Treatment of Dysplastic Nevi with 5% Imiquimod Cream, a Pilot Study
January 2006 | Volume 5 | Issue 1 | Original Article | 56 | Copyright © 2006
Stephen W. Dusza MPH, Ruby Delgado MD, Klaus J. Busam MD, Ashfaq A. Marghoob MD, Allan C. Halpern MD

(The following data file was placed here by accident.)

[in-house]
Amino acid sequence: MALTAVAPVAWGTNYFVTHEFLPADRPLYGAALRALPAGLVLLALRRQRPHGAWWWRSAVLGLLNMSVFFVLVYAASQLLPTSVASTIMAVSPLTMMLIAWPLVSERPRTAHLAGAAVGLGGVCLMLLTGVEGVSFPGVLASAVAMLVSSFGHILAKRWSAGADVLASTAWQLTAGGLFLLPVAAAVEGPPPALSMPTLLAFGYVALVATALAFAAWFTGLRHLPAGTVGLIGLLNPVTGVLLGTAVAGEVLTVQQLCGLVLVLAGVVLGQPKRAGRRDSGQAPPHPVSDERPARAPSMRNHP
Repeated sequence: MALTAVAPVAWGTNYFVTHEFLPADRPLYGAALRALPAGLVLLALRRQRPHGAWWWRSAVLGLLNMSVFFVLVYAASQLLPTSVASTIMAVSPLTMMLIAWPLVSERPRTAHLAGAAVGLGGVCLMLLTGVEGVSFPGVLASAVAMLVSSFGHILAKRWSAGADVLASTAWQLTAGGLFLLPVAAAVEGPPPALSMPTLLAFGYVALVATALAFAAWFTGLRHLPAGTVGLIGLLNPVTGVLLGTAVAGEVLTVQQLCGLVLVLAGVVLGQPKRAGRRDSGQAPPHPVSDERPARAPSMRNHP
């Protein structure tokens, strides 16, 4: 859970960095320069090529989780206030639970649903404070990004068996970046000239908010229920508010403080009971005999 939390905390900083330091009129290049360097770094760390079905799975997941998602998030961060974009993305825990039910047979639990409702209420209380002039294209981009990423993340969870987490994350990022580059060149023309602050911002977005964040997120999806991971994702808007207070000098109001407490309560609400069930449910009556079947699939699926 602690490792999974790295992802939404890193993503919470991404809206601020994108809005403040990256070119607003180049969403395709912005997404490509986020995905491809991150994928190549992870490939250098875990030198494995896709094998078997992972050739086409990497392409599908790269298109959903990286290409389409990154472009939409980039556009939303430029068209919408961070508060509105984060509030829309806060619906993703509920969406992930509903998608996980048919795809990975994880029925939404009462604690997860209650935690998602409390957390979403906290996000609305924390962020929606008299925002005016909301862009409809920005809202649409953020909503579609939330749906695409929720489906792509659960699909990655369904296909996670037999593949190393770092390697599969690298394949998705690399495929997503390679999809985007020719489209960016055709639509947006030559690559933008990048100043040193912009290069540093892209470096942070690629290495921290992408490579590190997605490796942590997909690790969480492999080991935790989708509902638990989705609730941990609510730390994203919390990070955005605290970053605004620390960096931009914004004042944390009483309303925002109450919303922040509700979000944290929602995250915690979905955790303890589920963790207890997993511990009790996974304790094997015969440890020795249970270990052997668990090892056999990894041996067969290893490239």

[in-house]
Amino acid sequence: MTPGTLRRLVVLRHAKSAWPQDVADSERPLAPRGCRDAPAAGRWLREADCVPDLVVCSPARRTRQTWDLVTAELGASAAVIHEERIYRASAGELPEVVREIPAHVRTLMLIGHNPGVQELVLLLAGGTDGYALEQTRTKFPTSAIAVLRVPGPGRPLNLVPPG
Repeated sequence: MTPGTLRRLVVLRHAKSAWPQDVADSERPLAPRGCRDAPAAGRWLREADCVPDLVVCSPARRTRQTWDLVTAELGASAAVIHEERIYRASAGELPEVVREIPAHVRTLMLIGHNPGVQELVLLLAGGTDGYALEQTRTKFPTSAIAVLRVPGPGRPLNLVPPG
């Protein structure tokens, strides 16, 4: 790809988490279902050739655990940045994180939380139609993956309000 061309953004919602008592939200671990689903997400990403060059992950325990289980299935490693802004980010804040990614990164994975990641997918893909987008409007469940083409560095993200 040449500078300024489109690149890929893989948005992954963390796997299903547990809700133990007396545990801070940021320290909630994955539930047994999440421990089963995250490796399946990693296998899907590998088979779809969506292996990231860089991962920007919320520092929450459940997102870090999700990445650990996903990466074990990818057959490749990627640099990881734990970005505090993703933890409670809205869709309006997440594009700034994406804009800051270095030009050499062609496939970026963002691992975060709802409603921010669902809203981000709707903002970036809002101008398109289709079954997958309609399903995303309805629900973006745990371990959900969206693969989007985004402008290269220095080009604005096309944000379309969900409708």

Objective: To assess the clinical and histologic effects of topical imiquimod therapy on dysplastic nevi, and to determine the feasibility of using in vivo confocal microscopy (CSLM) to non-invasively monitor histological response of dysplastic nevi to imiquimod therapy. Design: Single-blinded pilot study with patients not blinded as to treatment status. Setting: Dermatology Outpatient Clinic, Memorial Sloan-Kettering Cancer Center, New York, NY. Patients: The study population comprised of 10 patients with clinically dysplastic (atypical) nevi and at least 8 large nevi, (?5 mm) on their trunk. Intervention: Sixteen weeks of imiquimod 5% cream applied to treatment lesions 3 times per week. Main Outcome Measure: Clinical response as gauged by comparison of baseline and week 20 1:1 standardized photographs for all study nevi and histological assessment of each patient’s 4 largest study nevi at completion of therapy. Results: There were no obvious clinical changes in the size and morphology of the study nevi. Subtle changes in nevus color could not be assessed due to imperfect spectral registration of images over the course of the study. Histologically, 4 of 14 treated nevi and 0 of 14 untreated nevi p=0.03 showed a significant relative reduction of junctional and intraepidermal nevocytes accompanied by papillary dermal fibroses and variable inflammation suggestive of partial regression. Non-invasive CSLM imaging of study nevi demonstrated previously reported in vivo features of dysplastic nevi. but the imaging equipment and protocol utilized proved inconsistent across lesions and time. Conclusions: The histological changes seen in a subset of treated nevi suggest a possible role for the use of topical immune response modifiers for the treatment of dysplastic nevi with the intent of melanoma chemoprevention. The dose regimen of topical imiquimod utilized in this study failed to induce sufficient clinical or histological responses to warrant further study. Targeting of dysplastic nevi and intermediate endpoints for melanoma chemoprevention with more intense and/or prolonged treatment regimens with imiquimod or the use of other immune response modifiers seems promising. Technical improvements are required for the use of non-invasive CSLM imaging in lieu of invasive histology for the study of topical nevus therapies.
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